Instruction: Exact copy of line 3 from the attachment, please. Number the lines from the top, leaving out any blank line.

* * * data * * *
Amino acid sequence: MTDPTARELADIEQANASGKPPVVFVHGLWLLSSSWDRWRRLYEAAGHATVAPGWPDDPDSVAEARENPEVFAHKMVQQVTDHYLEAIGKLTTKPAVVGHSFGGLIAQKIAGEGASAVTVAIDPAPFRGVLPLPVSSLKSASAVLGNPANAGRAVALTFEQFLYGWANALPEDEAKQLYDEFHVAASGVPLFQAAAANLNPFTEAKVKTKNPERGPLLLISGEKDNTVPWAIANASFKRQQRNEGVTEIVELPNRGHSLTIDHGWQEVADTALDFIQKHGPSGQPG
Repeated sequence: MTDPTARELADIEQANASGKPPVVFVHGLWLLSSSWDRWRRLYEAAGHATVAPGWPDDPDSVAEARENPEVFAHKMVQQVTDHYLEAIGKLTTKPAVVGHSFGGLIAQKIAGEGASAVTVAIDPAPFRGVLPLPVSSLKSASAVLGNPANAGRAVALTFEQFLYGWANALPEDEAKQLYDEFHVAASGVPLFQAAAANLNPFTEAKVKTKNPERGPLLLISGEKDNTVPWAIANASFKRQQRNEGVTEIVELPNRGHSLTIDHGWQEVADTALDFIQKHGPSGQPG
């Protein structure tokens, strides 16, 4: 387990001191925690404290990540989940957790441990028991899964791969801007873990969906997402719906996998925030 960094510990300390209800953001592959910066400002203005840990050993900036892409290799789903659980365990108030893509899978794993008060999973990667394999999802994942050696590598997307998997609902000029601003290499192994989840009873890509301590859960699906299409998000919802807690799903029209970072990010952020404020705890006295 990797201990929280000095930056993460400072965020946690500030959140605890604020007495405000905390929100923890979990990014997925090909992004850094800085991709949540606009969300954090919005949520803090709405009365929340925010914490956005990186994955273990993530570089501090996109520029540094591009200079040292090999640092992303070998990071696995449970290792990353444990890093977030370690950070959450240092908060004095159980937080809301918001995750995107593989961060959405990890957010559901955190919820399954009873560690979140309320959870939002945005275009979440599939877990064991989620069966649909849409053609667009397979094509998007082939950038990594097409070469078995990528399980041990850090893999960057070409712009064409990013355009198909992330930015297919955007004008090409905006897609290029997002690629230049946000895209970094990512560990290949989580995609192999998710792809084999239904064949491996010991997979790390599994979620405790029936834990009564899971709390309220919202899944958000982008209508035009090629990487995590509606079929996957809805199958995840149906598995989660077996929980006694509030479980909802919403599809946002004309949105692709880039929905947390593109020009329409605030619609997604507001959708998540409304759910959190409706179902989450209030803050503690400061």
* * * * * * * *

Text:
């Protein structure tokens, strides 16, 4: 387990001191925690404290990540989940957790441990028991899964791969801007873990969906997402719906996998925030 960094510990300390209800953001592959910066400002203005840990050993900036892409290799789903659980365990108030893509899978794993008060999973990667394999999802994942050696590598997307998997609902000029601003290499192994989840009873890509301590859960699906299409998000919802807690799903029209970072990010952020404020705890006295 990797201990929280000095930056993460400072965020946690500030959140605890604020007495405000905390929100923890979990990014997925090909992004850094800085991709949540606009969300954090919005949520803090709405009365929340925010914490956005990186994955273990993530570089501090996109520029540094591009200079040292090999640092992303070998990071696995449970290792990353444990890093977030370690950070959450240092908060004095159980937080809301918001995750995107593989961060959405990890957010559901955190919820399954009873560690979140309320959870939002945005275009979440599939877990064991989620069966649909849409053609667009397979094509998007082939950038990594097409070469078995990528399980041990850090893999960057070409712009064409990013355009198909992330930015297919955007004008090409905006897609290029997002690629230049946000895209970094990512560990290949989580995609192999998710792809084999239904064949491996010991997979790390599994979620405790029936834990009564899971709390309220919202899944958000982008209508035009090629990487995590509606079929996957809805199958995840149906598995989660077996929980006694509030479980909802919403599809946002004309949105692709880039929905947390593109020009329409605030619609997604507001959708998540409304759910959190409706179902989450209030803050503690400061």